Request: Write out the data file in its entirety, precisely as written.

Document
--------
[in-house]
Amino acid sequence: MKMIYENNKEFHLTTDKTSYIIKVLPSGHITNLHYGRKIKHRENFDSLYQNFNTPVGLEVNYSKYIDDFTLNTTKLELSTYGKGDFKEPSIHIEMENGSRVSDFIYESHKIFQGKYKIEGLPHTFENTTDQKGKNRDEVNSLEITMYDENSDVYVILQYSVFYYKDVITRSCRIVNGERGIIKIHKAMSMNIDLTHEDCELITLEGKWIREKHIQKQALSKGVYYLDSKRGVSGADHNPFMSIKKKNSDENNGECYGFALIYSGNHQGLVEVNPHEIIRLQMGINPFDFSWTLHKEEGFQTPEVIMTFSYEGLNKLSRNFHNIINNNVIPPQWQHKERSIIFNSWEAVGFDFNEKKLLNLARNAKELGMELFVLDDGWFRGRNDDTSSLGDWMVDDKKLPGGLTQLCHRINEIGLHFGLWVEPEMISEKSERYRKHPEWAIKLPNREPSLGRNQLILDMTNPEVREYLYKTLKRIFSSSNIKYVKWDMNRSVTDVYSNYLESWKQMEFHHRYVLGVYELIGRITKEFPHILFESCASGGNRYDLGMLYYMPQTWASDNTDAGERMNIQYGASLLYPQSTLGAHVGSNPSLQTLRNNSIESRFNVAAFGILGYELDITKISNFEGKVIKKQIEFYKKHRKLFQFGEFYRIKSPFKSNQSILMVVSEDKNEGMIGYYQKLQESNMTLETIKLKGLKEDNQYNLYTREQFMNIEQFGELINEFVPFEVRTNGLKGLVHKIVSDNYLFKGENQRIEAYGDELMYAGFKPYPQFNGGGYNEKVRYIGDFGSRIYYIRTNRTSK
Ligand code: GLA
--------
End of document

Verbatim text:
[in-house]
Amino acid sequence: MKMIYENNKEFHLTTDKTSYIIKVLPSGHITNLHYGRKIKHRENFDSLYQNFNTPVGLEVNYSKYIDDFTLNTTKLELSTYGKGDFKEPSIHIEMENGSRVSDFIYESHKIFQGKYKIEGLPHTFENTTDQKGKNRDEVNSLEITMYDENSDVYVILQYSVFYYKDVITRSCRIVNGERGIIKIHKAMSMNIDLTHEDCELITLEGKWIREKHIQKQALSKGVYYLDSKRGVSGADHNPFMSIKKKNSDENNGECYGFALIYSGNHQGLVEVNPHEIIRLQMGINPFDFSWTLHKEEGFQTPEVIMTFSYEGLNKLSRNFHNIINNNVIPPQWQHKERSIIFNSWEAVGFDFNEKKLLNLARNAKELGMELFVLDDGWFRGRNDDTSSLGDWMVDDKKLPGGLTQLCHRINEIGLHFGLWVEPEMISEKSERYRKHPEWAIKLPNREPSLGRNQLILDMTNPEVREYLYKTLKRIFSSSNIKYVKWDMNRSVTDVYSNYLESWKQMEFHHRYVLGVYELIGRITKEFPHILFESCASGGNRYDLGMLYYMPQTWASDNTDAGERMNIQYGASLLYPQSTLGAHVGSNPSLQTLRNNSIESRFNVAAFGILGYELDITKISNFEGKVIKKQIEFYKKHRKLFQFGEFYRIKSPFKSNQSILMVVSEDKNEGMIGYYQKLQESNMTLETIKLKGLKEDNQYNLYTREQFMNIEQFGELINEFVPFEVRTNGLKGLVHKIVSDNYLFKGENQRIEAYGDELMYAGFKPYPQFNGGGYNEKVRYIGDFGSRIYYIRTNRTSK
Ligand code: GLA